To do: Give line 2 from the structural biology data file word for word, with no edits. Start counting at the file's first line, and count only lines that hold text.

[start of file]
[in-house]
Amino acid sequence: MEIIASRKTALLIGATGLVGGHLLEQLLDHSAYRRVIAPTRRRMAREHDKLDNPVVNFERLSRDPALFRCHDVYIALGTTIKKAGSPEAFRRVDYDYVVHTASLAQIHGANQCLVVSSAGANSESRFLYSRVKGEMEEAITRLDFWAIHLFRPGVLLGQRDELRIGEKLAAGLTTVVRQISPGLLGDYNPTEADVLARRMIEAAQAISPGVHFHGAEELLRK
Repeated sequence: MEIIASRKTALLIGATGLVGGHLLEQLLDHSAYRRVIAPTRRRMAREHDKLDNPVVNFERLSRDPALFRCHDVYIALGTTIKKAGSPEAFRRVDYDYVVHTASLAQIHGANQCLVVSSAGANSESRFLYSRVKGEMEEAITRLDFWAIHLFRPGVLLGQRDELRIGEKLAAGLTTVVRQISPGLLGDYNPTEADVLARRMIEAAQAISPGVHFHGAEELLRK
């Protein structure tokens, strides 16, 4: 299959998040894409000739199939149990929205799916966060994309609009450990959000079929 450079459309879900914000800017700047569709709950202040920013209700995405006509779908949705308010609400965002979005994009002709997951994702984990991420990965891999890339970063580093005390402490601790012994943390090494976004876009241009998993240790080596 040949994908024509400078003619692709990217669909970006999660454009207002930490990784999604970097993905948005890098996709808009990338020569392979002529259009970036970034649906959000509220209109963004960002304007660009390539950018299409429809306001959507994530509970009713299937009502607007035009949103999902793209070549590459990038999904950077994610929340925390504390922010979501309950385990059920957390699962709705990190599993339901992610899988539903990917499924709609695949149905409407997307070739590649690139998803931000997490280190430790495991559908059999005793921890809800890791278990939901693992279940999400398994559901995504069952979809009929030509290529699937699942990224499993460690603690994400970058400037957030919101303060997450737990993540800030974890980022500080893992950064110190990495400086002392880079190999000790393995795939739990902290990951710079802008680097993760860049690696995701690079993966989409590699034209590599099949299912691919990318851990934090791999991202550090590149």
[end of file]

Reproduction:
Amino acid sequence: MEIIASRKTALLIGATGLVGGHLLEQLLDHSAYRRVIAPTRRRMAREHDKLDNPVVNFERLSRDPALFRCHDVYIALGTTIKKAGSPEAFRRVDYDYVVHTASLAQIHGANQCLVVSSAGANSESRFLYSRVKGEMEEAITRLDFWAIHLFRPGVLLGQRDELRIGEKLAAGLTTVVRQISPGLLGDYNPTEADVLARRMIEAAQAISPGVHFHGAEELLRK